Instead, Northeastern responded, yet again, grabbing the lead for good. As the fifth minute of the period began, the Huskies won a faceoff in their defensive zone, and Andrea Renner skated away with the puck. She quickly arrived in Eagles’ territory, but rather than driving toward the net, she peeled off toward the half-wall. Suddenly, she turned back and ripped an absolute laser of a backhand into the smallest of crevices over Burt’s right shoulder, finding the top corner to give the Huskies a 3-2 lead. Renner celebrated as if she’d scored an overtime winner—considering the Eagles’ reaction, perhaps they felt the same way—as if the game had finally gotten away for good.
BC’s body language showcased its frustration. Northeastern scored again with a little over 10 minutes remaining in the game. Taytum Clairmont wristed a shot on Burt, and the goaltender finally gave way to the pressure, allowing her first and only soft goal of the game. At 4-2, the contest wasn’t out of reach, but BC couldn’t muster any significant chances until very late in the game. The Eagles returned to the power play with under a minute remaining, but Lonergan could only find the crossbar again before the siren sounded.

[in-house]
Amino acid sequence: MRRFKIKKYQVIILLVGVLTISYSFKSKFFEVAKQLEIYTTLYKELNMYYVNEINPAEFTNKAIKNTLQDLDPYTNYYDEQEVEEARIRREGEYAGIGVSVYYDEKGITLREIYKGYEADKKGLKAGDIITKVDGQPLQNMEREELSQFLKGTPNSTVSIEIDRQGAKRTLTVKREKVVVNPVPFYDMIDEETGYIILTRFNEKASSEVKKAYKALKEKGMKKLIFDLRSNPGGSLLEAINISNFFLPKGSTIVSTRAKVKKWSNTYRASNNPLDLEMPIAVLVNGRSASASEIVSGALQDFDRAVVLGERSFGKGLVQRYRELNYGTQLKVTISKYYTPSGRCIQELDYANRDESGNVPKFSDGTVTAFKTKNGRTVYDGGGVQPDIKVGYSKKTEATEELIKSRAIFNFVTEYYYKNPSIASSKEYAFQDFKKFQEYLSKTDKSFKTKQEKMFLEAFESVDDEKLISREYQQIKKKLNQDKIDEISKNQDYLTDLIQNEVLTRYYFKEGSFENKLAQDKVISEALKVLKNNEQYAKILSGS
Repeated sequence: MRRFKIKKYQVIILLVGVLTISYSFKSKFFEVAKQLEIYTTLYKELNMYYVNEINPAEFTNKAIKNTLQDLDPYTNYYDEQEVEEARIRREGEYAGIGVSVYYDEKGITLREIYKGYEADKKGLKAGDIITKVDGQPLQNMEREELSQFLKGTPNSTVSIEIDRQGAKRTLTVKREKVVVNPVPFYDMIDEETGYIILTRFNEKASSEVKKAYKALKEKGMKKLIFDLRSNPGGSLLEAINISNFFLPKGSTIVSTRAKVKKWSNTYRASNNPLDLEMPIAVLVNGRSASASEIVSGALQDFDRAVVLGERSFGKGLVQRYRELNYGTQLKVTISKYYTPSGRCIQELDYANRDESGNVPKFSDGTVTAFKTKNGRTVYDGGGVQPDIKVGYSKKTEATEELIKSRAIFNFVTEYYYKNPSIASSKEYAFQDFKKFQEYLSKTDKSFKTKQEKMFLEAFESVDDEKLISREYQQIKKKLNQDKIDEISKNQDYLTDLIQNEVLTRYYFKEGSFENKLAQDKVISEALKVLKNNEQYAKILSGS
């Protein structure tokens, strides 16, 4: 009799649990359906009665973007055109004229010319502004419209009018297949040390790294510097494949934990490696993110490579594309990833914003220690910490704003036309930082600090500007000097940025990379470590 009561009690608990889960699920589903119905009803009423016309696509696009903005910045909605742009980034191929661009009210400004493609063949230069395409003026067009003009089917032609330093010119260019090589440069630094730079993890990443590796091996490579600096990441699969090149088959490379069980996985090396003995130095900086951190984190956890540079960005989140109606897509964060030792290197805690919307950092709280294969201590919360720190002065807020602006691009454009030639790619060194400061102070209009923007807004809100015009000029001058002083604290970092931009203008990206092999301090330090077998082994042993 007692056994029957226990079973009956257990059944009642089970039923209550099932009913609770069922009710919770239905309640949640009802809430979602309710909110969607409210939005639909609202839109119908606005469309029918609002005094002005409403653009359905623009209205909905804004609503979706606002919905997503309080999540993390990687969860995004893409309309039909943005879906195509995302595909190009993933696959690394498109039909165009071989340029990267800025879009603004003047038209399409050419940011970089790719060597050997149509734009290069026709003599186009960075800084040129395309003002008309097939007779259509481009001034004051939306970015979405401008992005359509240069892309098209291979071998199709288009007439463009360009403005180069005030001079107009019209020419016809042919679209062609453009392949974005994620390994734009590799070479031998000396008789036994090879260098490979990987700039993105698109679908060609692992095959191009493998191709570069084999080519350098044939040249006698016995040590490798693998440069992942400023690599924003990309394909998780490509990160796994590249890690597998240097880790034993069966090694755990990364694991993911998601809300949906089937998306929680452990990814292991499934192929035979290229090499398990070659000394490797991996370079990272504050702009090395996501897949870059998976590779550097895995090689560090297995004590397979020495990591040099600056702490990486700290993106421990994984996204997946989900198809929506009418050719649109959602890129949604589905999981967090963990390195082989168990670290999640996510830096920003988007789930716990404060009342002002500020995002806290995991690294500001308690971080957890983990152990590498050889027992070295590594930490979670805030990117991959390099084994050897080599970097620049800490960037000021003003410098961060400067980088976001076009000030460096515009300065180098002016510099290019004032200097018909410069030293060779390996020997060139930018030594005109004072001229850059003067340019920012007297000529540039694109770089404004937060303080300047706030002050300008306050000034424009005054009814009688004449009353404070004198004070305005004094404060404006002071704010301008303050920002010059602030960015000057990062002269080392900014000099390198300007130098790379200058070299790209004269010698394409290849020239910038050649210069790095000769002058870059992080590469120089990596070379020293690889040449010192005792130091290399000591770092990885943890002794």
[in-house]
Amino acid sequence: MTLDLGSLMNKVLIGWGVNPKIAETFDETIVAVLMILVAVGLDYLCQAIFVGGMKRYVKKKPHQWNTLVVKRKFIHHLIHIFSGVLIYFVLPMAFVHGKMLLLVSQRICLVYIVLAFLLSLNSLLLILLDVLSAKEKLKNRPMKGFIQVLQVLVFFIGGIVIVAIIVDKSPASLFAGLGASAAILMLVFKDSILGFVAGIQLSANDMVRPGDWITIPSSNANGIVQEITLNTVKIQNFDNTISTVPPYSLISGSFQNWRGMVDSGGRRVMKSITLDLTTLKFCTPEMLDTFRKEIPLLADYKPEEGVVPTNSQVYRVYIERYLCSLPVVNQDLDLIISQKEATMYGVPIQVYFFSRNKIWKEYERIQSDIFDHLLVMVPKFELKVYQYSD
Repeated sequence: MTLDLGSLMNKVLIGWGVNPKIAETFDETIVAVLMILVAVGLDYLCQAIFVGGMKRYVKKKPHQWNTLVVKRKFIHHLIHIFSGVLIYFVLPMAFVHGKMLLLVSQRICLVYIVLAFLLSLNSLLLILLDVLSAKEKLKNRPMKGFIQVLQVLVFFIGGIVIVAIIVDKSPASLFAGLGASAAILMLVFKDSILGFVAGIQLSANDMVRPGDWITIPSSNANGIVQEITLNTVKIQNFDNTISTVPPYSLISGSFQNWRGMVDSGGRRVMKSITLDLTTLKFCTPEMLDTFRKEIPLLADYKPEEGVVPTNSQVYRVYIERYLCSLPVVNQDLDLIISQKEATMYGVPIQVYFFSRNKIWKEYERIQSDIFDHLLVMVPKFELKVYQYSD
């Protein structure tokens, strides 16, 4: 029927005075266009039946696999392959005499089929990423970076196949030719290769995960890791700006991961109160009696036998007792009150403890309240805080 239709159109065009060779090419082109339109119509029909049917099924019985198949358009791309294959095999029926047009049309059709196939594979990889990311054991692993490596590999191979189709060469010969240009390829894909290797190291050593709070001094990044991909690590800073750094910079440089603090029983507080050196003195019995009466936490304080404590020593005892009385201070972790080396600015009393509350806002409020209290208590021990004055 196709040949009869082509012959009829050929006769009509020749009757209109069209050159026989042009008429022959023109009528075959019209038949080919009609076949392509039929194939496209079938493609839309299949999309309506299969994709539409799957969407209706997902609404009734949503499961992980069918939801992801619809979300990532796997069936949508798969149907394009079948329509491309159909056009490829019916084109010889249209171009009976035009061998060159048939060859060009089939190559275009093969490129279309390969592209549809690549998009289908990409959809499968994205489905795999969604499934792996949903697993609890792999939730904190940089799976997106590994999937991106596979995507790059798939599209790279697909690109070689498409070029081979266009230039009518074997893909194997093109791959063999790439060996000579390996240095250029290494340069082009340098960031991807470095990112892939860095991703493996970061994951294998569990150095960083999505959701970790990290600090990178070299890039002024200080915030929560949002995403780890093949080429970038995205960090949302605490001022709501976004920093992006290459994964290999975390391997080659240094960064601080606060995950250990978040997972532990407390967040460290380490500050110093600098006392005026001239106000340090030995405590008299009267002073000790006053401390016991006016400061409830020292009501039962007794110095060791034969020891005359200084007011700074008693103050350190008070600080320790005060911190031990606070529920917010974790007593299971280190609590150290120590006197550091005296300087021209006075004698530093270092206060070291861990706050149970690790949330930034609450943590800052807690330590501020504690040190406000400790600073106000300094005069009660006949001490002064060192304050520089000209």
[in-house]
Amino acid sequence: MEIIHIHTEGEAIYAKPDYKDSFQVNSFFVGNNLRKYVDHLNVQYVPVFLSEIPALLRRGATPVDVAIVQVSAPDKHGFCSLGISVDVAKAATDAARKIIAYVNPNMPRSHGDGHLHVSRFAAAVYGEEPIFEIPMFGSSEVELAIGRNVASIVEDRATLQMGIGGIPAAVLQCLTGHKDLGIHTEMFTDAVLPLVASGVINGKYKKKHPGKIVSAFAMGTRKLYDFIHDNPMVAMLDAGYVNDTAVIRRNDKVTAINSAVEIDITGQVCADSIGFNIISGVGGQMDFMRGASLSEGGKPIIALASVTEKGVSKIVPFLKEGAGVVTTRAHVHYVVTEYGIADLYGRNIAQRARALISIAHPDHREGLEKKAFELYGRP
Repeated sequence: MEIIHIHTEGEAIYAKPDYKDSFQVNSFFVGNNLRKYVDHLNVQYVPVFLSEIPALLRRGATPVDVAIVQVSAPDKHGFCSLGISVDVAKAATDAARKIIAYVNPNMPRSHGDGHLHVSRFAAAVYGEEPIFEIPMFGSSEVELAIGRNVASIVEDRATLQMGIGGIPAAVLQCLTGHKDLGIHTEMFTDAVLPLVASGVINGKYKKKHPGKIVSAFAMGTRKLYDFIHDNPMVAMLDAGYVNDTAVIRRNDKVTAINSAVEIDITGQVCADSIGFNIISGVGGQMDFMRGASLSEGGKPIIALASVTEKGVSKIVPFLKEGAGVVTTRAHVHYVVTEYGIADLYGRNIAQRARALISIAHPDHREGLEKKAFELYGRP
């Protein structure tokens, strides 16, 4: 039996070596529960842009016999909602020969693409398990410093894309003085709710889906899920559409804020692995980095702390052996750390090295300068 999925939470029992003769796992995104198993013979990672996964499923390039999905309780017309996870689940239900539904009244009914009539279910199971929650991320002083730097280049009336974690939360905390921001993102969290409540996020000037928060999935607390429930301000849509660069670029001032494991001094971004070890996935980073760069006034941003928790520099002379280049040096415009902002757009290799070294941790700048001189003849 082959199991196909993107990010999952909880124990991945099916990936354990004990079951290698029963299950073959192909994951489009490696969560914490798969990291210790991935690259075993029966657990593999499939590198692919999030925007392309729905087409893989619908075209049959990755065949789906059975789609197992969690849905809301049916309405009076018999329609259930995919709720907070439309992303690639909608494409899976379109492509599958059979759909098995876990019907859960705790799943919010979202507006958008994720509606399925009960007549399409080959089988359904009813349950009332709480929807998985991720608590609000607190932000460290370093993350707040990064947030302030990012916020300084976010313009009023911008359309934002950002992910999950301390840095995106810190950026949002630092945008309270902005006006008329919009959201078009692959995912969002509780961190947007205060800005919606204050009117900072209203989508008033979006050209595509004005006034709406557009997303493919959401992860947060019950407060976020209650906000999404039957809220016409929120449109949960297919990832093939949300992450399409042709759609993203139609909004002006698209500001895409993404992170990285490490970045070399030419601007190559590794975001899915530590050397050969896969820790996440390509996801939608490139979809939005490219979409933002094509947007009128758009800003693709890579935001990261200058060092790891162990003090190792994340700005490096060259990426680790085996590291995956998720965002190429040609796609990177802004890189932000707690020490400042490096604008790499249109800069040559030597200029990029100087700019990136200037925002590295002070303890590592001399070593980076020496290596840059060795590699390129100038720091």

BC gave up as many goals in this game as it had in its past three games combined. It hadn’t scored just two goals since tying BU on Dec. 1—notably, the last game before the Eagles began their six-game winning streak leading into this matchup. The top offense in the nation faltered for the first time in a month, and the defensive performance wasn’t enough to bail BC out.
Interestingly enough, the first time the Eagles will get to prove if they’ve learned their lesson is Saturday afternoon—at Northeastern. Suddenly, a conference game that after the emphatic victory over the Huskies in November was probably written off as a win by the BC faithful, could be the most important game of the Eagles’ season thus far.
Featured Image by Taylor Perison / Heights Staff